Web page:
The Cost of Living (Tenant Protection) (Scotland) Bill 2022 was introduced last week including a rent freeze and eviction ban for tenants. We’ve gone through the legislation line by line, and here’s our take.    

Emergency legislation in the Scottish Parliament is rare. And even more so at such speed. Previous crises that have prompted Holyrood to act at such an unusual pace include the prospect of a Brexit cliff edge and the Covid-19 pandemic.

The fact that Ministers were willing to expedite the Cost of Living Bill in the same way perhaps illustrates the enormity of the spiralling costs which are brutally squeezing people’s incomes across Scotland.

The Cost of Living (Tenant Protection) (Scotland) Bill 2022 has been introduced as part of the Scottish Government’s overall response to the emergency situation caused by the impact of the cost crisis.  These new temporary measures are cause for celebration, or perhaps more accurately a source of great relief, for tenants across the country.

Putting a hard limit on rent increases will prevent landlords from stretching tenant incomes beyond breaking point. The increased restrictions on evictions will offer security and certainty for renters in the turbulent months to come.

The Bill is not perfect. No Bill which flies through a parliamentary process that would normally take months, in a mere three days, could ever be anything but flawed.

Tenants can still be evicted because the landlord needs to sell their home, even if they’ve never been in arrears for a single penny. The threshold at which social tenants might face eviction is worryingly low, meaning many who rent their home from the council or housing association, remain just as vulnerable as before this Bill passed.

None of this means it shouldn’t be welcomed. It’s a bold piece of law-making, brimming with good intentions. However, the cracks are a reminder of the work that still needs to be done to fix Scotland’s broken housing system. It’s a system that can’t be fixed by temporary measures, no matter how welcome they may be.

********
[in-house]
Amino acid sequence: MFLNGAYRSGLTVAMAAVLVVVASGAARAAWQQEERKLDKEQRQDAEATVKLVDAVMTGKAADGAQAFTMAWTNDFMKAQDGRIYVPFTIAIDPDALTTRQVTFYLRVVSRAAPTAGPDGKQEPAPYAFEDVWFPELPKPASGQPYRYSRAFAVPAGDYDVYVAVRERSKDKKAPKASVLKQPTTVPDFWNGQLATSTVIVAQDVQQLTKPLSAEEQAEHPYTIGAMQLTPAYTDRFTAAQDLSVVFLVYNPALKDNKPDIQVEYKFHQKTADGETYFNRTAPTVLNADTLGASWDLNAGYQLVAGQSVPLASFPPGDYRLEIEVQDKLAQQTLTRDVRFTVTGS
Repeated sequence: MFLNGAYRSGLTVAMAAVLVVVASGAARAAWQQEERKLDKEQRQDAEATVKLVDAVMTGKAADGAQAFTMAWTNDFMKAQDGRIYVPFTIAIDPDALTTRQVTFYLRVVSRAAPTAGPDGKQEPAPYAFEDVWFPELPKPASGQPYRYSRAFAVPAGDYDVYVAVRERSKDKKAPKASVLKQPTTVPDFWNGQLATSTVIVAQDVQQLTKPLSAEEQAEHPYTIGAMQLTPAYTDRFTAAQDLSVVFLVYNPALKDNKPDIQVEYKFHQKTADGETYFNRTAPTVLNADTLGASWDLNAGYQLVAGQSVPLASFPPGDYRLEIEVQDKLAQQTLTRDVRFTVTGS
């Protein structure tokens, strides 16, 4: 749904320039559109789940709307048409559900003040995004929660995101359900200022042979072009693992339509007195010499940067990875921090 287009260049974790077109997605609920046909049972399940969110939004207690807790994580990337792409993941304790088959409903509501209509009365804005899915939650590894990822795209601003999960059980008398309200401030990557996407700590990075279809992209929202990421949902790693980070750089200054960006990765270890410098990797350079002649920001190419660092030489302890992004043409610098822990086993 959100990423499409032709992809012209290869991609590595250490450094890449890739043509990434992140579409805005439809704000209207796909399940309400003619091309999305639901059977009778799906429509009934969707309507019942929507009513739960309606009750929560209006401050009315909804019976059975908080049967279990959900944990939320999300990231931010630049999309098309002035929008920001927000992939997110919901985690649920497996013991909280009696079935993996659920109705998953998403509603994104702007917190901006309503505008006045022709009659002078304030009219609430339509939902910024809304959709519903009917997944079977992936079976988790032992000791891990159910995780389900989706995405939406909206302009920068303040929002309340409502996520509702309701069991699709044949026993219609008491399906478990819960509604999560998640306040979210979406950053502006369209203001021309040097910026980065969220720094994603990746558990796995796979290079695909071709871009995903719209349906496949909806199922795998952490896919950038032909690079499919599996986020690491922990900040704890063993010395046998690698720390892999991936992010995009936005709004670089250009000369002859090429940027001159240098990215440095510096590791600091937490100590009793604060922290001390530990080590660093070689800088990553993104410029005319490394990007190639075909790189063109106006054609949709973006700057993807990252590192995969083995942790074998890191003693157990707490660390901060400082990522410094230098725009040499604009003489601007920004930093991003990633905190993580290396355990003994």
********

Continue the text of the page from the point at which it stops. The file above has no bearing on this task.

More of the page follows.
The flaws are fundamental and require permanent change. There is no time for our MSPs to rest on their laurels.

Record numbers of children in Scotland are trapped in temporary accommodation, denied their right to somewhere safe and secure to grow up. Indeed, there are more children in Scotland without somewhere to call home than there are primary school pupils in all of Stirling. The Bill passed last week won’t reach them; it won’t give them the homes they need.

Yes, these temporary measures will prevent people from becoming homeless. But, for the thousands who’ve already been deprived of their home, the Bill does nothing.

We recently published our call for a housing emergency action plan. It urges the First Minister to take urgent steps to protect households in Scotland in the long term, not just for the next few months. Specifically, it highlights three key priorities:

  • Buy and build 38,500 social homes by 2026
  • Fully fund local homelessness services
  • Guarantee the right to a home for everyone experiencing homelessness.

Only by making this kind of permanent change to a housing system that is completely unfit for purpose, can Scotland’s housing emergency be brought to a permanent end.

None of this is to say that the Bill passed last week is bad. It isn’t. It’s bold legislation, filled with good intentions. Instead, it is simply to say that the fight for home goes on and Shelter Scotland will be in it till it’s won.

With thousands of campaigners by our side, we will continue to stand with people facing homelessness, expose our broken and biased system and defend those hit hardest by the housing emergency. Will you join them?